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Bit Extraction

Some applications require directly manipulating bits of integers. Concrete provides a bit extraction operation for such applications.
Bit extraction is capable of extracting a slice of bits from an integer. Index 0 corresponds to the lowest significant bit. The cost of this operation is proportional to the highest significant bit index.
Bit extraction only works in the Native encoding, which is usually selected when all table lookups in the circuit are less than or equal to 8 bits.
from concrete import fhe
@fhe.compiler({"x": "encrypted"})
def f(x):
return fhe.bits(x)[0], fhe.bits(x)[3]
inputset = range(32)
circuit = f.compile(inputset)
assert circuit.encrypt_run_decrypt(0b_00000) == (0, 0)
assert circuit.encrypt_run_decrypt(0b_00001) == (1, 0)
assert circuit.encrypt_run_decrypt(0b_01100) == (0, 1)
assert circuit.encrypt_run_decrypt(0b_01101) == (1, 1)
Slices can be used for indexing fhe.bits(value) as well.
from concrete import fhe
@fhe.compiler({"x": "encrypted"})
def f(x):
return fhe.bits(x)[1:4]
inputset = range(32)
circuit = f.compile(inputset)
assert circuit.encrypt_run_decrypt(0b_01101) == 0b_110
assert circuit.encrypt_run_decrypt(0b_01011) == 0b_101
Even slices with negative steps are supported!
from concrete import fhe
@fhe.compiler({"x": "encrypted"})
def f(x):
return fhe.bits(x)[3:0:-1]
inputset = range(32)
circuit = f.compile(inputset)
assert circuit.encrypt_run_decrypt(0b_01101) == 0b_011
assert circuit.encrypt_run_decrypt(0b_01011) == 0b_101
Signed integers are supported as well.
from concrete import fhe
@fhe.compiler({"x": "encrypted"})
def f(x):
return fhe.bits(x)[1:3]
inputset = range(-16, 16)
circuit = f.compile(inputset)
assert circuit.encrypt_run_decrypt(-14) == 0b_01 # -14 == 0b_10010 (in two's complement)
assert circuit.encrypt_run_decrypt(-12) == 0b_10 # -12 == 0b_10100 (in two's complement)
Lastly, here is a practical use case of bit extraction.
import numpy as np
from concrete import fhe
@fhe.compiler({"x": "encrypted"})
def is_even(x):
return 1 - fhe.bits(x)[0]
inputset = [
np.random.randint(-16, 16, size=(5,))
for _ in range(100)
]
circuit = is_even.compile(inputset)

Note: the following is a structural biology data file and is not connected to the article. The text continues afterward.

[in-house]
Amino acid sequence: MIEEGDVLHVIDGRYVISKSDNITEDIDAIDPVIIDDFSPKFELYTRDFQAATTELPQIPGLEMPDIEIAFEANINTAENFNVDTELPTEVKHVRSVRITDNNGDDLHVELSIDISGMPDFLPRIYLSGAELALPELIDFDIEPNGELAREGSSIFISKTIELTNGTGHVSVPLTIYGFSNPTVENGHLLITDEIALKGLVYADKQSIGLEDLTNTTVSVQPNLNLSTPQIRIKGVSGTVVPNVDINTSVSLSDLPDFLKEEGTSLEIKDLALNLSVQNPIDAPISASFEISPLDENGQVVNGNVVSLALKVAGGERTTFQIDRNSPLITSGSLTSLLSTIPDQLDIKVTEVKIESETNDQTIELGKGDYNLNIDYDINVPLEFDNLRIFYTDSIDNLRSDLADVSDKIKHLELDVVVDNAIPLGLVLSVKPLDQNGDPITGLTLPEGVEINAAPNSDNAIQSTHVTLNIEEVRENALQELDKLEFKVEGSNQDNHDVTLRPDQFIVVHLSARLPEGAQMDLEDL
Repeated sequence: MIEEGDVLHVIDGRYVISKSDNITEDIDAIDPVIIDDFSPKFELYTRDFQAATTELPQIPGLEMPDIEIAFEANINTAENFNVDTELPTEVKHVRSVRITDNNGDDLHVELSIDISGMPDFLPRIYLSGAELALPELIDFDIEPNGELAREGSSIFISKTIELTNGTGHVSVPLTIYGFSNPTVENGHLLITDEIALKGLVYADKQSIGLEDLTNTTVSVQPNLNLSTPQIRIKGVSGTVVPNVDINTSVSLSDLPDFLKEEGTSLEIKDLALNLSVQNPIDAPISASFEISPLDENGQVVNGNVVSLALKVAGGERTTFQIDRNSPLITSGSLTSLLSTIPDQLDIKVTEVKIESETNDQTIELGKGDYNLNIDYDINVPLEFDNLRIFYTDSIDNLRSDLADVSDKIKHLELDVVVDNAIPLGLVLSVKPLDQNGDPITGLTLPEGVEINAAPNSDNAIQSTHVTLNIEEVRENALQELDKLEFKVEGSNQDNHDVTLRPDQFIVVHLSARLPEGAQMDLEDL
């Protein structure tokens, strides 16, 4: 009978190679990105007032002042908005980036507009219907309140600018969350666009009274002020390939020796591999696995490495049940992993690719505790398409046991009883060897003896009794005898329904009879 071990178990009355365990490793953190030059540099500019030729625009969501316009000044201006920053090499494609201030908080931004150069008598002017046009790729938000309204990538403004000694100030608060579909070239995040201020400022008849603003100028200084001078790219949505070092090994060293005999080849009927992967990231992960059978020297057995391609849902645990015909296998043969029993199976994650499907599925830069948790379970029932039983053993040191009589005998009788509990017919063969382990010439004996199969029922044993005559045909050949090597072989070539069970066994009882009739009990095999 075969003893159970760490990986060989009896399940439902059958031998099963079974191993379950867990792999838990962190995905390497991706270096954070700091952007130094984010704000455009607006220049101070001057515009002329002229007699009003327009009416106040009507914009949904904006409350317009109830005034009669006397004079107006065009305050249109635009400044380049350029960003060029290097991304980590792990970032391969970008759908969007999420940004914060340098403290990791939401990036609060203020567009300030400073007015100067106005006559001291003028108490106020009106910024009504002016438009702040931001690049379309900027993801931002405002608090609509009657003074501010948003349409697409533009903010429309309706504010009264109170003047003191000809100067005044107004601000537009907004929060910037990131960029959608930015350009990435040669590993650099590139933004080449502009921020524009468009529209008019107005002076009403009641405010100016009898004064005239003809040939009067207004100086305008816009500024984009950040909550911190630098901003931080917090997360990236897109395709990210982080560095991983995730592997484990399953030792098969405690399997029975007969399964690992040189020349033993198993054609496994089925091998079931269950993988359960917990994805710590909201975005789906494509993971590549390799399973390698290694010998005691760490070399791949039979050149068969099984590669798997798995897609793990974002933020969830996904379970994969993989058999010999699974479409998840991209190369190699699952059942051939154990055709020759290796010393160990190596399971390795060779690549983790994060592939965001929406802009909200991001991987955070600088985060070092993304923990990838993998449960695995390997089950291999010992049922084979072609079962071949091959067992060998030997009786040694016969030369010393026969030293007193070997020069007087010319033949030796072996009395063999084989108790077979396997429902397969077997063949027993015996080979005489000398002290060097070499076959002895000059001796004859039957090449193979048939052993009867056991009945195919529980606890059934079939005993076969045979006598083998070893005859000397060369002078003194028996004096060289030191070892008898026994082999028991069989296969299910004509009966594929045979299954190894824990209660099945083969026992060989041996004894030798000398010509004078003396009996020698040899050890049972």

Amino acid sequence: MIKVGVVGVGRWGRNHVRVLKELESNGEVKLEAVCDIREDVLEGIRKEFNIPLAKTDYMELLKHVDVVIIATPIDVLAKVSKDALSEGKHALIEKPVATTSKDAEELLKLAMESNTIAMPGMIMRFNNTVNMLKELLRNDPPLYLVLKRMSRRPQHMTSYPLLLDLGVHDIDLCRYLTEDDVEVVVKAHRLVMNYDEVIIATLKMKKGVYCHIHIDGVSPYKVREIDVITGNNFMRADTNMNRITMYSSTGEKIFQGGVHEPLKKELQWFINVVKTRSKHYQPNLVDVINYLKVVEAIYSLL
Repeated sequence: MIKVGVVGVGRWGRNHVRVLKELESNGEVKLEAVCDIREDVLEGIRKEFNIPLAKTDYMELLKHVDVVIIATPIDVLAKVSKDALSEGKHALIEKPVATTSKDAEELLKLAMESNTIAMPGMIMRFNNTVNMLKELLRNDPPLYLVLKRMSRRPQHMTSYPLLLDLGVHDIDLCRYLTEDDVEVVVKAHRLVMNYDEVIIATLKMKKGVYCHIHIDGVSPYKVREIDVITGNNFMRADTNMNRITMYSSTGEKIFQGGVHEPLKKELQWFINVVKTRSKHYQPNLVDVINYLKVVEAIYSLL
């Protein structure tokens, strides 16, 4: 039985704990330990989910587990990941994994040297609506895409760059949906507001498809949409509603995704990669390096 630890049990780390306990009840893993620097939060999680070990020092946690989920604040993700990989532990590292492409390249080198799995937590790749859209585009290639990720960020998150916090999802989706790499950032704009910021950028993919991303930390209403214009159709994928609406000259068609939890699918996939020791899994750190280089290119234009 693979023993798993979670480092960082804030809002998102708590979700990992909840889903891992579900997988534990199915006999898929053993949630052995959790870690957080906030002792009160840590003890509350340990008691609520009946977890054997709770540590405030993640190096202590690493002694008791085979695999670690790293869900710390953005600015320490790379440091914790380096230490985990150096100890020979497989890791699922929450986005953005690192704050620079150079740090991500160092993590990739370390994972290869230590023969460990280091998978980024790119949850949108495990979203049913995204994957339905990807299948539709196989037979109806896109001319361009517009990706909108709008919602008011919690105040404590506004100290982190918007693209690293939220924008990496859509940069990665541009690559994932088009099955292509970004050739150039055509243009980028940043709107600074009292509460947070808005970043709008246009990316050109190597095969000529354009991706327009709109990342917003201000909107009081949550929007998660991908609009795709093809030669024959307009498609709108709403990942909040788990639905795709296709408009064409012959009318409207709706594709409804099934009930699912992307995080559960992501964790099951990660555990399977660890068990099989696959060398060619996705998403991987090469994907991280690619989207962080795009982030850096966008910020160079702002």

sample = np.random.randint(-16, 16, size=(5,))
for value, value_is_even in zip(sample, circuit.encrypt_run_decrypt(sample)):
print(f"{value} is {'even' if value_is_even else 'odd'}")
prints
13 is odd
0 is even
-15 is odd
2 is even
-6 is even

Limitations

  • Bits cannot be extracted using a negative index.
    • Which means fhe.bits(x)[-1] or fhe.bits(x)[-4:-1] is not supported for example.
    • The reason for this is that we don't know in advance (i.e., before inputset evaluation) how many bits x has.
      • For example, let's say you have x == 10 == 0b_000...0001010, and you want to do fhe.bits(x)[-1]. If the value is 4-bits (i.e., 0b_1010), the result needs to be 1, but if it's 6-bits (i.e., 0b_001010), the result needs to be 0. Since we don't know the bit-width of x before inputset evaluation, we cannot calculate fhe.bits(x)[-1].
  • When extracting bits using slices in reverse order (i.e., step < 0), the start bit needs to be provided explicitly.
    • Which means fhe.bits(x)[::-1] or fhe.bits(x)[:2:-1] is not supported for example.
    • The reason is the same as above.
  • When extracting bits of signed values using slices, the stop bit needs to be provided explicitly.
    • Which means fhe.bits(x)[1:] or fhe.bits(x)[1::2] is not supported for example.
    • The reason is similar to above.
      • To explain a bit more, signed integers use two's complement representation. In this representation, negative values have their most significant bits set to 1 (e.g., -1 == 0b_11111, -2 == 0b_11110, -3 == 0b_11101). Extracting bits always returns a positive value (e.g., fhe.bits(-1)[1:3] == 0b_11 == 3) This means if you were to do fhe.bits(x)[1:] where x == -1, if x is 4 bits, the result would be 0b_111 == 7, but if x is 5 bits the result would be 0b_1111 == 15. Since we don't know the bit-width of x before inputset evaluation, we cannot calculate fhe.bits(x)[1:].
  • Bits of floats cannot be extracted.
    • Floats are partially supported but extracting their bits is not supported at all.

Performance Considerations

A Chain of Individual Bit Extractions

Key Concept: Extracting a specific bit requires clearing all the preceding lower bits. This involves extracting these previous bits as intermediate values and then subtracting them from the input.
Implications:
  • Bits are extracted sequentially, starting from the least significant bit to the more significant ones. The cost is proportional to the index of the highest extracted bit plus one.
  • No parallelization is possible. The computation time is proportional to the cost, independent of the number of CPUs.
Examples:
  • Extracting fhe.bits(x)[4] is approximately five times costlier than extracting fhe.bits(x)[0].
  • Extracting fhe.bits(x)[4] takes around five times more wall clock time than fhe.bits(x)[0].
  • The cost of extracting fhe.bits(x)[0:5] is almost the same as that of fhe.bits(x)[5].

Reuse of Intermediate Extracted Bits

Key Concept: Common sub-expression elimination is applied to intermediate extracted bits.
Implications:
  • The overall cost for a series of fhe.bits(x)[m:n] calls on the same input x is almost equivalent to the cost of the single most computationally expensive extraction in the series, i.e. fhe.bits(x)[n].
  • The order of extraction in that series does not affect the overall cost.
Example:
The combined operation fhe.bit(x)[3] + fhe.bit(x)[2] + fhe.bit(x)[1] has almost the same cost as fhe.bits(x)[3].

TLUs of 1b input precision

Each extracted bit incurs a cost of approximately one TLU of 1-bit input precision. Therefore, fhe.bits(x)[0] is generally faster than any other TLU operation.